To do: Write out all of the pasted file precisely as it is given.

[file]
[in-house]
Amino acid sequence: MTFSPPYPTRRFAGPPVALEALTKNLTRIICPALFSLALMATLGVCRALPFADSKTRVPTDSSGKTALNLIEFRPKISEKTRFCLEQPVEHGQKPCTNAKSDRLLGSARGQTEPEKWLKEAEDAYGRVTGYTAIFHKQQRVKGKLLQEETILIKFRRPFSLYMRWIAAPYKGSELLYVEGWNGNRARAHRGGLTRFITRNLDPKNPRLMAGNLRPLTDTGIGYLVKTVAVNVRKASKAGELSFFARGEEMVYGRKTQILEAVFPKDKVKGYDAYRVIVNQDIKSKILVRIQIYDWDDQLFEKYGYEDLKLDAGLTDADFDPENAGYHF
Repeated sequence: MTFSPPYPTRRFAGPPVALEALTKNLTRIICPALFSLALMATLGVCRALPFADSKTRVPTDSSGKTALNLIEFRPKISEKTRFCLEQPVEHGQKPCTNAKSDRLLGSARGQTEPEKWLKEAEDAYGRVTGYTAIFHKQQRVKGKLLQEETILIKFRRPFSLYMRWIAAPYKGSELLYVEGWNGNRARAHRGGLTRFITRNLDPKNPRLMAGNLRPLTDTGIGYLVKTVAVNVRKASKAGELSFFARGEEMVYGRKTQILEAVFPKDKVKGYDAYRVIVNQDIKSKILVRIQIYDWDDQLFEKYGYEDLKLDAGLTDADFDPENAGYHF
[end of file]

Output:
[in-house]
Amino acid sequence: MTFSPPYPTRRFAGPPVALEALTKNLTRIICPALFSLALMATLGVCRALPFADSKTRVPTDSSGKTALNLIEFRPKISEKTRFCLEQPVEHGQKPCTNAKSDRLLGSARGQTEPEKWLKEAEDAYGRVTGYTAIFHKQQRVKGKLLQEETILIKFRRPFSLYMRWIAAPYKGSELLYVEGWNGNRARAHRGGLTRFITRNLDPKNPRLMAGNLRPLTDTGIGYLVKTVAVNVRKASKAGELSFFARGEEMVYGRKTQILEAVFPKDKVKGYDAYRVIVNQDIKSKILVRIQIYDWDDQLFEKYGYEDLKLDAGLTDADFDPENAGYHF
Repeated sequence: MTFSPPYPTRRFAGPPVALEALTKNLTRIICPALFSLALMATLGVCRALPFADSKTRVPTDSSGKTALNLIEFRPKISEKTRFCLEQPVEHGQKPCTNAKSDRLLGSARGQTEPEKWLKEAEDAYGRVTGYTAIFHKQQRVKGKLLQEETILIKFRRPFSLYMRWIAAPYKGSELLYVEGWNGNRARAHRGGLTRFITRNLDPKNPRLMAGNLRPLTDTGIGYLVKTVAVNVRKASKAGELSFFARGEEMVYGRKTQILEAVFPKDKVKGYDAYRVIVNQDIKSKILVRIQIYDWDDQLFEKYGYEDLKLDAGLTDADFDPENAGYHF